IDDT is Charity of the Year

By Latest News

With advice from IDDT and Orange Juice Communications, TMH Media Ltd ran our VERA campaign and were very pleased that it reached so many people living with diabetes.

So much so, that they made IDDT their Charity of the Year for 2023 and made a donation of £1,000 to our funds which they presented to Martin, IDDT’s CEO.

We would like to say how grateful we are for their expertise and help and of course, being made their Charity of the Year.

IDDT - Charity of the Year

Martin, CEO of IDDT accepts the cheque from Emma and Karen of TMH Media Ltd.

New Leaflet: Diet and Diabetes

By Latest News

This new booklet is designed to help you through some of the confusing and complicated aspects of diet and the reasons why, what, and how much we eat are so important for people with Type 1 or Type 2 diabetes. It provides you with information about various diets, food labelling, weight loss, the importance of food groups and much more.

Please click here to find out more.

Semaglutide for early onset Type 1 diabetes – but a very small study…

By Latest News

Semaglutide for early onset Type 1 diabetes – but a very small study…
In a small study involving only 10 people, semaglutide, a Type 2 drug, was given to people with Type 1 diabetes soon after the diagnosis. This led to no need for mealtime insulin in all patients and no need for basal insulin in most, along with improved glycaemic control. (The New England Journal of Medicine. September 2023)

Before building up our hopes, we have to recognise that this is a very small study and a much larger study is needed. In addition, we have to question whether there could be adverse effects.

Click here to read more

NHS rolls out world-first programme to transform diabetes care for under 40s ‘T2Day: Type 2 Diabetes in the Young’

By Latest News

NHS Press Release, 29th August 2023
UK Stakeholder | Press Releases | NHS England | 29 August 2023

Tens of thousands of people in England living with early onset type 2 diabetes will benefit from more intensive and targeted care, thanks to a world-first initiative being rolled out by the NHS.

Around 140,000 people aged 18 to 39 years old will receive additional tailored health checks from healthcare staff, and support with diabetes management, such as blood sugar level control, weight management and cardiovascular risk minimisation.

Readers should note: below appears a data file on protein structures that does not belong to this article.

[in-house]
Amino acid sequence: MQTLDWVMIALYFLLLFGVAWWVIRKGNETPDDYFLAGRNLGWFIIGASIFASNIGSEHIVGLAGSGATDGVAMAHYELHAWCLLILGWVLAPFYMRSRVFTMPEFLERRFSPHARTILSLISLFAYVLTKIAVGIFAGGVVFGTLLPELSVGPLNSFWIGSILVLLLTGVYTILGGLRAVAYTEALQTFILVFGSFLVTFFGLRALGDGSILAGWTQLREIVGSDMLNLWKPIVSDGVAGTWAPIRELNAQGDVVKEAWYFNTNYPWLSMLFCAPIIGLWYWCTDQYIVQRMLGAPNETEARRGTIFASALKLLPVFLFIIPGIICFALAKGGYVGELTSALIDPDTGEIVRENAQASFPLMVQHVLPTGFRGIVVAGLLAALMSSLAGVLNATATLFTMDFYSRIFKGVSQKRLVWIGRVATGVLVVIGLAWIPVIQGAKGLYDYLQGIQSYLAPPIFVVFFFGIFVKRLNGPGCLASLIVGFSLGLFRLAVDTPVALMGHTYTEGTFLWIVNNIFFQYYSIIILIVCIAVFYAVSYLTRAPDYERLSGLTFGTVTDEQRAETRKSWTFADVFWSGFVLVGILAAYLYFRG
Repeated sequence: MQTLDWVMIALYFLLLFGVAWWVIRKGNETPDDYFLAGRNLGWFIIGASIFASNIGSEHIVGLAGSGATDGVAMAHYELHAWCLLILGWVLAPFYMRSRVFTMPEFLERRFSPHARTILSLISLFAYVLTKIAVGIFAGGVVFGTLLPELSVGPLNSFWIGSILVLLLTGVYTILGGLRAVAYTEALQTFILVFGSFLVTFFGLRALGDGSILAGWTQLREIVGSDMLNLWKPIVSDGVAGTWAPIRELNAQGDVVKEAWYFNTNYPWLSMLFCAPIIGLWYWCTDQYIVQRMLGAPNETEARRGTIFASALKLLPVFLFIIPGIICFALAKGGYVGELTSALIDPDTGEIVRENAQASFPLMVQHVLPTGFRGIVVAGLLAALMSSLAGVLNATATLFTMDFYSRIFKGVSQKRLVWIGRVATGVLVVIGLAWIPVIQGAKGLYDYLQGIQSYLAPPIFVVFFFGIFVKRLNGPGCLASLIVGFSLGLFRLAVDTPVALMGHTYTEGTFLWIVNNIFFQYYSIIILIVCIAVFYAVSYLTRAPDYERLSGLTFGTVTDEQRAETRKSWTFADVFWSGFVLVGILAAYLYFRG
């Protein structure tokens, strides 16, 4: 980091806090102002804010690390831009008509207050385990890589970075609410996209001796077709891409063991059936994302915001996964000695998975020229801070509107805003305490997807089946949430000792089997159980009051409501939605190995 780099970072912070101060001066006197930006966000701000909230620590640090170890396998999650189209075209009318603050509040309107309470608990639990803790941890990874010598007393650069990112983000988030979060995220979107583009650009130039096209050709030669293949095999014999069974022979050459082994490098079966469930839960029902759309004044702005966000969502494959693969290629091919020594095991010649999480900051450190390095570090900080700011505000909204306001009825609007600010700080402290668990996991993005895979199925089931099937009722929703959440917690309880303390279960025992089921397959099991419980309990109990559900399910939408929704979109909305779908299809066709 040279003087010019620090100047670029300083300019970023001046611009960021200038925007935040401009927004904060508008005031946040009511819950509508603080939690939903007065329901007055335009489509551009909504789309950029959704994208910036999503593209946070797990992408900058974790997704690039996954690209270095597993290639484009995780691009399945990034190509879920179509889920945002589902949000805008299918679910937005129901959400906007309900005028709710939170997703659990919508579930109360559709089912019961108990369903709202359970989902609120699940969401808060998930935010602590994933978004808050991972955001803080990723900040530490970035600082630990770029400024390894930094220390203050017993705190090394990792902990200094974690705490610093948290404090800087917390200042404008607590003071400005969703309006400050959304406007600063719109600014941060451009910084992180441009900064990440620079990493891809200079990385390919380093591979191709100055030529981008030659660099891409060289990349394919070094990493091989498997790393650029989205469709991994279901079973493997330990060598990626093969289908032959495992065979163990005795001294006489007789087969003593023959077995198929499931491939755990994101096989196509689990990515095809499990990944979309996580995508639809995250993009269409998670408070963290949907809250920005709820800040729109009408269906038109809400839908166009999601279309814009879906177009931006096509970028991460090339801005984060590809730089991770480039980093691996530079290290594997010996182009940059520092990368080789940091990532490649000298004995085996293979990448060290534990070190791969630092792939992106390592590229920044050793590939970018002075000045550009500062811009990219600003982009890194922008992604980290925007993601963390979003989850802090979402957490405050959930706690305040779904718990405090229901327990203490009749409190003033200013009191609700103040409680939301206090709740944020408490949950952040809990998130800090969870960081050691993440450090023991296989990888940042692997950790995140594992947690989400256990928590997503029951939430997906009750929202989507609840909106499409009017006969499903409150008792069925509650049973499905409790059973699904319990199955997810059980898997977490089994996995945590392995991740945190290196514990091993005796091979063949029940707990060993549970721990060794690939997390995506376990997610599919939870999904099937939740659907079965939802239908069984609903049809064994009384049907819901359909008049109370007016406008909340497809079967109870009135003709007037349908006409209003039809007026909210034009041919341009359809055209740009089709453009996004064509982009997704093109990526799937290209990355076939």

Click here to read more

Ukraine – Insulin and Diabetes Supplies Urgently Needed IDDT Appeal for Help

By Latest News

The deepening crisis in Ukraine means that there is an increasingly desperate need to help people trying to live with diabetes. It is hard to believe that not only are the people of Ukraine having to fight for their country and freedom, but they also are in desperate need all their diabetes supplies. As the bombing continues, pharmacies close, hospitals run out of supplies and supply routes targeted.

 

Click here to read more

Free life-changing technology for people with Type 1 diabetes

By Latest News

NHS patients in England with Type 1 diabetes are now eligible for a free continuous glucose monitor (CGM) after the health service secured a new ‘cost-effective’ deal.

Earlier this year, the NHS announced it would rollout CGM technology to everyone living with Type 1 diabetes as part of its ‘Long Term Plan’ to deliver world-class healthcare. Now a deal between the NHS and manufacturer DEXCOM means a CGM called the Dexcom ONE Real Time-Continuous Glucose Monitoring will soon be available on prescription to people with Type 1 diabetes.

Click here to read more

NICE update recommendations for continuous glucose monitoring (CGM) and flash monitoring (Freestyle Libre) – now available for all people with Type 1 diabetes and people with Type 2 diabetes using insulin

By Latest News

More than 250,000 people living with type 1 diabetes are set to be offered new technology to help them manage their condition and at the same time reduce the need for finger prick testing by up to 50%, following new advice from NICE. New guidance from NICE has recommended the use of real-time continuous glucose monitoring (rtCGM) for adults and children living with type 1 diabetes for the first time. It will give them a continuous stream of real-time information on a smartphone about their current blood glucose level.

Click here to read more

InDependent Diabetes Trust
IDDT